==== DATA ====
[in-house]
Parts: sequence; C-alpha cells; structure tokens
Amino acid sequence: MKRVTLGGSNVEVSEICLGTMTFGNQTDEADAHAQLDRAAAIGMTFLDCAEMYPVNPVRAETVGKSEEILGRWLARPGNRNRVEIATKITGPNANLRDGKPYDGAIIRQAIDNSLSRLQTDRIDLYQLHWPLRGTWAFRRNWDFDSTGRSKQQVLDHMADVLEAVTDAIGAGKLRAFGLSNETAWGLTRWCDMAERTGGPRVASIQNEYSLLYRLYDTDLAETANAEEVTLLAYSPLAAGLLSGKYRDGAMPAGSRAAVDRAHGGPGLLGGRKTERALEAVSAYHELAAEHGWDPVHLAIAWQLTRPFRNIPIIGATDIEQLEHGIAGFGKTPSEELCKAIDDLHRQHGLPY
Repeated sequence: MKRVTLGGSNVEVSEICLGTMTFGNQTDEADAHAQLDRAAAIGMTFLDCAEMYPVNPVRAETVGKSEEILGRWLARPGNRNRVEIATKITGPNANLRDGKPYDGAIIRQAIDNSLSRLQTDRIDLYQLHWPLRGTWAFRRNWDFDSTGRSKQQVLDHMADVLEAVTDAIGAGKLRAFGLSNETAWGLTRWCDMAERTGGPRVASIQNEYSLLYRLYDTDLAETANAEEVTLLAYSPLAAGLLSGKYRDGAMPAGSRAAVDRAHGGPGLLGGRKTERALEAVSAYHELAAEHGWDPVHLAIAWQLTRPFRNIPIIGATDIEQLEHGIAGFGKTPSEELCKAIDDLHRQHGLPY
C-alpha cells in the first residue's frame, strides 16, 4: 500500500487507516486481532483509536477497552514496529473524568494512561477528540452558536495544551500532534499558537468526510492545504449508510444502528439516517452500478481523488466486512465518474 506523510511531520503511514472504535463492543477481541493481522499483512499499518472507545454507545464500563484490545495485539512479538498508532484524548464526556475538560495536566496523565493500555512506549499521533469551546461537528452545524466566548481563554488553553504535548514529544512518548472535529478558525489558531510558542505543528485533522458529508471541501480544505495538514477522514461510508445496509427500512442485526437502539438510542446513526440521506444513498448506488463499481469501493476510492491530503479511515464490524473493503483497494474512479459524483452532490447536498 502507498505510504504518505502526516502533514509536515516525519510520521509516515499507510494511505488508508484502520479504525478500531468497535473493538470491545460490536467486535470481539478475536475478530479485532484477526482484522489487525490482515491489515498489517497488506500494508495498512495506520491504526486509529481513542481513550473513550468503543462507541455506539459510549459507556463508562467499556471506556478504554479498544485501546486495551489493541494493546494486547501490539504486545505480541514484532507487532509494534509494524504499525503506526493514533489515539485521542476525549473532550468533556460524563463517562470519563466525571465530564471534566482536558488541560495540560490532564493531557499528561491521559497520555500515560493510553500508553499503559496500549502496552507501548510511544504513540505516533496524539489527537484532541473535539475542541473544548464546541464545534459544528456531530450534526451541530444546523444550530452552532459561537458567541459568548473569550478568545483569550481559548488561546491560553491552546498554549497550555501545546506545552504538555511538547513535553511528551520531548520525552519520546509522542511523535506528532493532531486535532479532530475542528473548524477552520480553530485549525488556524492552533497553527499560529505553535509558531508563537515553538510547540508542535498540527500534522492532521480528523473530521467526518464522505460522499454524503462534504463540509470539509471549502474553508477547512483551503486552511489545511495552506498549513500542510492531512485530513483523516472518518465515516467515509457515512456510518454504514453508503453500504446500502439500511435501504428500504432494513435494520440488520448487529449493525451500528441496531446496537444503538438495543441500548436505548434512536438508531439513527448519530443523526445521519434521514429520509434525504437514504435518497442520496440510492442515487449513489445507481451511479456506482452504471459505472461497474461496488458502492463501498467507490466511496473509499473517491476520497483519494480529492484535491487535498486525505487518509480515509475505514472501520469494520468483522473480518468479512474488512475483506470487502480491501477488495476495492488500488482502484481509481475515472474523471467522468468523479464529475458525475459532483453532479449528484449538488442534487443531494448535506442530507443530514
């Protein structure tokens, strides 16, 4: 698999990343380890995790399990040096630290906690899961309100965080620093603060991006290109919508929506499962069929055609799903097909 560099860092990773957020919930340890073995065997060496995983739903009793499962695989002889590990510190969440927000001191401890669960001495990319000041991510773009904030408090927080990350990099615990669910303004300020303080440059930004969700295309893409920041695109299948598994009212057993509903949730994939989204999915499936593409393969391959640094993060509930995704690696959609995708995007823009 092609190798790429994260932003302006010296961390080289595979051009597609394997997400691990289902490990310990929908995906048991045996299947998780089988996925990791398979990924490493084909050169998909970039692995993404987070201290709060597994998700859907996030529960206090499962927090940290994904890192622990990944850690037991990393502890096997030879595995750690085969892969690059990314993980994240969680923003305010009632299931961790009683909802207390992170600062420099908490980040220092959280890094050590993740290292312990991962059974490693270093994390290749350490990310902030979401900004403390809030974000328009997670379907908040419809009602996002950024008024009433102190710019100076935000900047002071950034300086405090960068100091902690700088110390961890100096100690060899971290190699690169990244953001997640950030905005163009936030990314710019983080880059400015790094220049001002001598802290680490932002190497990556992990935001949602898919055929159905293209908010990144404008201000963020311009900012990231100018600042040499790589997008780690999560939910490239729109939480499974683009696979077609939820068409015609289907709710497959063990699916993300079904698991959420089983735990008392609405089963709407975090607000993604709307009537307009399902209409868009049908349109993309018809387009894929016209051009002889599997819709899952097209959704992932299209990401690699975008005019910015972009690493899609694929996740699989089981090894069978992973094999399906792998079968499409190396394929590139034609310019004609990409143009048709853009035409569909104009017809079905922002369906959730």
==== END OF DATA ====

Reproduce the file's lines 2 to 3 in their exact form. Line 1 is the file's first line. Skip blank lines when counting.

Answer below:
Parts: sequence; C-alpha cells; structure tokens
Amino acid sequence: MKRVTLGGSNVEVSEICLGTMTFGNQTDEADAHAQLDRAAAIGMTFLDCAEMYPVNPVRAETVGKSEEILGRWLARPGNRNRVEIATKITGPNANLRDGKPYDGAIIRQAIDNSLSRLQTDRIDLYQLHWPLRGTWAFRRNWDFDSTGRSKQQVLDHMADVLEAVTDAIGAGKLRAFGLSNETAWGLTRWCDMAERTGGPRVASIQNEYSLLYRLYDTDLAETANAEEVTLLAYSPLAAGLLSGKYRDGAMPAGSRAAVDRAHGGPGLLGGRKTERALEAVSAYHELAAEHGWDPVHLAIAWQLTRPFRNIPIIGATDIEQLEHGIAGFGKTPSEELCKAIDDLHRQHGLPY